Was 1876 classical music’s most important year?

Mike Ashman writes: 1876 was a melting-point for music, a watershed year in both concert hall and opera house. With the premiere of Wagner’s four-evening Ring cycle, and the composition of Bruckner’s 65‑minute Fifth Symphony, it saw great peaks of Romantic operatic and symphonic writing. The appearance of Mahler’s first significant score, a Piano Quartet, […]

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New podcast: Sean Shibe on English guitar music

Guitarist Sean Shibe has just released his first disc, called ‘Dreams and Fancies’, on the Delphian label – and we’ve named it an Editor’s Choice recording in the September 2017 issue of Gramophone. In this Gramophone podcast he talks to Editor Martin Cullingford about English music for guitar, about Julian Bream, and about the unique […]

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Gould: a tribute by Jed Distler

Known by an audience far wider than the average ‘classical music lover’ for his Bach discs, Glenn Gould assumed an iconic status during his life. Eccentric and opinionated, Gould abandoned concert-giving aged 31 to focus on studio recording Continues HERE

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Why is Sibelius’s piano music so neglected?

Leif Ove Andsnes champions the composer’s keyboard music. I am fascinated by famous composers who have areas of music that are unknown, not only to the general audience but even to musicians and people in our field. This is especially the case with piano music, and no wonder! After all, there is so much piano […]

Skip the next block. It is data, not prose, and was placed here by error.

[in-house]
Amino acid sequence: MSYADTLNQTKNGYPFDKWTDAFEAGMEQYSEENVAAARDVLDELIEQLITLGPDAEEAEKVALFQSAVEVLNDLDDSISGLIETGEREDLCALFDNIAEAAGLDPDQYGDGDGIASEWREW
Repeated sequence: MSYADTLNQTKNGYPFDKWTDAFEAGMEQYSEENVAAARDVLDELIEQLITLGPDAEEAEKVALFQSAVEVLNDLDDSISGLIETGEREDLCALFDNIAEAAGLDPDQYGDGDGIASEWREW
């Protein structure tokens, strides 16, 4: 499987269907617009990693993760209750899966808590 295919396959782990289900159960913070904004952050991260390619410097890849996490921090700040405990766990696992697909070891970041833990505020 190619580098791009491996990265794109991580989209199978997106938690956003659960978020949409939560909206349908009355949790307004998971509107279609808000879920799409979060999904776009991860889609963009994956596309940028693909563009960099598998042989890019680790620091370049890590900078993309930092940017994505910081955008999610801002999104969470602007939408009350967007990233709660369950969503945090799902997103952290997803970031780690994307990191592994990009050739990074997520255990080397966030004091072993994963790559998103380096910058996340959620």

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Podcast: Dame Kiri Te Kanawa

Martin Cullingford writes: Dame Kiri Te Kanawa is one of the most admired sopranos – indeed classical artists – of our age. Last night, Gramophone celebrated her enormous contribution to music over an extraordinary career by giving her our 2017 Lifetime Achievement Award, sponsored by Presto Classical. In a special Awards podcast, Editor-in-Chief James Jolly […]

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How music can always offer us something new

Martin Cullingford writes: Recently I used this space to praise those who support contemporary music, who ensure that music written today is an integral part of our listening life. The occasion then was that James MacMillan’s Stabat mater was our Recording of the Month. Well, three issues on, and this month we bestow that accolade […]

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An ever-changing industry grows and blooms

Martin Cullingford writes: Every year, around this time, I report back from the annual gathering of the classical industry at the Classical:NEXT conference. Bringing labels, distributors, innovators and artists together always breeds good ideas, goodwill and a better, shared understanding of where, as an industry, we are heading. Year after year, the constant is the […]

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How we made: Ivan Fischer and Tom Randle on ENO’s The Magic Flute

Interviews by Imogen Tilden. “When English National Opera asked me to conduct Mozart’s Magic Flute in 1988, I said I’d do it with [director] Nick Hytner but nobody else. I’d been involved in many productions of the opera before, and I told Nick and designer Bob Crowley at our first meeting that I always wished […]